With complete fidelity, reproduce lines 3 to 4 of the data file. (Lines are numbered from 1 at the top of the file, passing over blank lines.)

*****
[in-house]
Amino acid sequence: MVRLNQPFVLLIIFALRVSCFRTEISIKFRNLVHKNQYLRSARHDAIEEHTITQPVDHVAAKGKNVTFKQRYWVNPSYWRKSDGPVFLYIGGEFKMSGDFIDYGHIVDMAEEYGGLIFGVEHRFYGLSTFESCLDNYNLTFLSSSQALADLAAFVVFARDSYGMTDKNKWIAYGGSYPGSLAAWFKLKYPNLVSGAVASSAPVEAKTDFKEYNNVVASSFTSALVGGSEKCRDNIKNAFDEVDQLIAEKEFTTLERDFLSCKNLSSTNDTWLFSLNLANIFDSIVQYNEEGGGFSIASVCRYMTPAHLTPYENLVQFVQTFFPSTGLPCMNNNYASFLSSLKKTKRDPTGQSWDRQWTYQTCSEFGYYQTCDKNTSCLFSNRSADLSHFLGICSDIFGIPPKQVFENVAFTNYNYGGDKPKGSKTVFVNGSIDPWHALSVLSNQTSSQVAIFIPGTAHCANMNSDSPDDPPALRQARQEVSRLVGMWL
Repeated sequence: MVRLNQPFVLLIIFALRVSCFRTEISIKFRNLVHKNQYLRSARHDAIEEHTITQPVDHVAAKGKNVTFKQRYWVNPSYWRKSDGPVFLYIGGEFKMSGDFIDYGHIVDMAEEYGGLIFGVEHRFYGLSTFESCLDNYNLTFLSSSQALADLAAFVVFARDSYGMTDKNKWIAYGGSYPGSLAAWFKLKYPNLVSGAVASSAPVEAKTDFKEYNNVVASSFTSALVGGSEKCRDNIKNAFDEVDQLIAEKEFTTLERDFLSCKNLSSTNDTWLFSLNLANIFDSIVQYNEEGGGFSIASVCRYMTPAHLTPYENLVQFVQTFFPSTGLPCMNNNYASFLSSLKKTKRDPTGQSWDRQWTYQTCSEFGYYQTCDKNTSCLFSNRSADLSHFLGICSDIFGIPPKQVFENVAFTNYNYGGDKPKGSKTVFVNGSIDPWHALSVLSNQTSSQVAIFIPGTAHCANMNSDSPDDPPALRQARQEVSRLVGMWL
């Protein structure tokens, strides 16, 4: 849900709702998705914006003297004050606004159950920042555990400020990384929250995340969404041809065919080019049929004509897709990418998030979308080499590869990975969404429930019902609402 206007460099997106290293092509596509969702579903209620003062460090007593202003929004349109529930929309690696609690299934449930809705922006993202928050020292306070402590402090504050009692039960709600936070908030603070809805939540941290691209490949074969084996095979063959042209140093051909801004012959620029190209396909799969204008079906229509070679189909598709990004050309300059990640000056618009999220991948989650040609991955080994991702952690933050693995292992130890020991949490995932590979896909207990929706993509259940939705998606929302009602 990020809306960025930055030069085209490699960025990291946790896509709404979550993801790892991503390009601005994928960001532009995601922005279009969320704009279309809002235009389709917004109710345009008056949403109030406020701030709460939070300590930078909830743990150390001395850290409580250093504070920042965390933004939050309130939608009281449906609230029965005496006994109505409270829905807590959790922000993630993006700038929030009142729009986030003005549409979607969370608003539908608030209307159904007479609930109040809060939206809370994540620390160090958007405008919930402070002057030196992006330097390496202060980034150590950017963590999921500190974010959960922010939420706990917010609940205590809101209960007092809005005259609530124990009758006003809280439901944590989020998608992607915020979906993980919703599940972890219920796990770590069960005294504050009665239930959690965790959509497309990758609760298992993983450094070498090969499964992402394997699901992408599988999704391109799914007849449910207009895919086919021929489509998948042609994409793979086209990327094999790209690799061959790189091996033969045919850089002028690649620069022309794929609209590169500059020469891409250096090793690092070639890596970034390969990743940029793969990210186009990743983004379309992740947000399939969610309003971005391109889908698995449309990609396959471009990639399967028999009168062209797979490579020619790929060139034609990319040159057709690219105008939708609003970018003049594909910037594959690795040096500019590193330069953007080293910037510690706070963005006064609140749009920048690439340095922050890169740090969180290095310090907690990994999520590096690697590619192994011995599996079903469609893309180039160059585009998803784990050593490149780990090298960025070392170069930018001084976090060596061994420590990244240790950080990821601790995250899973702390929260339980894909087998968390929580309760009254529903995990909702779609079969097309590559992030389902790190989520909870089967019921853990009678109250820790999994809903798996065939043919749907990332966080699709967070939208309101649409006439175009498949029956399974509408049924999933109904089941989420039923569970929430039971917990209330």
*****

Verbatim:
Repeated sequence: MVRLNQPFVLLIIFALRVSCFRTEISIKFRNLVHKNQYLRSARHDAIEEHTITQPVDHVAAKGKNVTFKQRYWVNPSYWRKSDGPVFLYIGGEFKMSGDFIDYGHIVDMAEEYGGLIFGVEHRFYGLSTFESCLDNYNLTFLSSSQALADLAAFVVFARDSYGMTDKNKWIAYGGSYPGSLAAWFKLKYPNLVSGAVASSAPVEAKTDFKEYNNVVASSFTSALVGGSEKCRDNIKNAFDEVDQLIAEKEFTTLERDFLSCKNLSSTNDTWLFSLNLANIFDSIVQYNEEGGGFSIASVCRYMTPAHLTPYENLVQFVQTFFPSTGLPCMNNNYASFLSSLKKTKRDPTGQSWDRQWTYQTCSEFGYYQTCDKNTSCLFSNRSADLSHFLGICSDIFGIPPKQVFENVAFTNYNYGGDKPKGSKTVFVNGSIDPWHALSVLSNQTSSQVAIFIPGTAHCANMNSDSPDDPPALRQARQEVSRLVGMWL
């Protein structure tokens, strides 16, 4: 849900709702998705914006003297004050606004159950920042555990400020990384929250995340969404041809065919080019049929004509897709990418998030979308080499590869990975969404429930019902609402 206007460099997106290293092509596509969702579903209620003062460090007593202003929004349109529930929309690696609690299934449930809705922006993202928050020292306070402590402090504050009692039960709600936070908030603070809805939540941290691209490949074969084996095979063959042209140093051909801004012959620029190209396909799969204008079906229509070679189909598709990004050309300059990640000056618009999220991948989650040609991955080994991702952690933050693995292992130890020991949490995932590979896909207990929706993509259940939705998606929302009602 990020809306960025930055030069085209490699960025990291946790896509709404979550993801790892991503390009601005994928960001532009995601922005279009969320704009279309809002235009389709917004109710345009008056949403109030406020701030709460939070300590930078909830743990150390001395850290409580250093504070920042965390933004939050309130939608009281449906609230029965005496006994109505409270829905807590959790922000993630993006700038929030009142729009986030003005549409979607969370608003539908608030209307159904007479609930109040809060939206809370994540620390160090958007405008919930402070002057030196992006330097390496202060980034150590950017963590999921500190974010959960922010939420706990917010609940205590809101209960007092809005005259609530124990009758006003809280439901944590989020998608992607915020979906993980919703599940972890219920796990770590069960005294504050009665239930959690965790959509497309990758609760298992993983450094070498090969499964992402394997699901992408599988999704391109799914007849449910207009895919086919021929489509998948042609994409793979086209990327094999790209690799061959790189091996033969045919850089002028690649620069022309794929609209590169500059020469891409250096090793690092070639890596970034390969990743940029793969990210186009990743983004379309992740947000399939969610309003971005391109889908698995449309990609396959471009990639399967028999009168062209797979490579020619790929060139034609990319040159057709690219105008939708609003970018003049594909910037594959690795040096500019590193330069953007080293910037510690706070963005006064609140749009920048690439340095922050890169740090969180290095310090907690990994999520590096690697590619192994011995599996079903469609893309180039160059585009998803784990050593490149780990090298960025070392170069930018001084976090060596061994420590990244240790950080990821601790995250899973702390929260339980894909087998968390929580309760009254529903995990909702779609079969097309590559992030389902790190989520909870089967019921853990009678109250820790999994809903798996065939043919749907990332966080699709967070939208309101649409006439175009498949029956399974509408049924999933109904089941989420039923569970929430039971917990209330």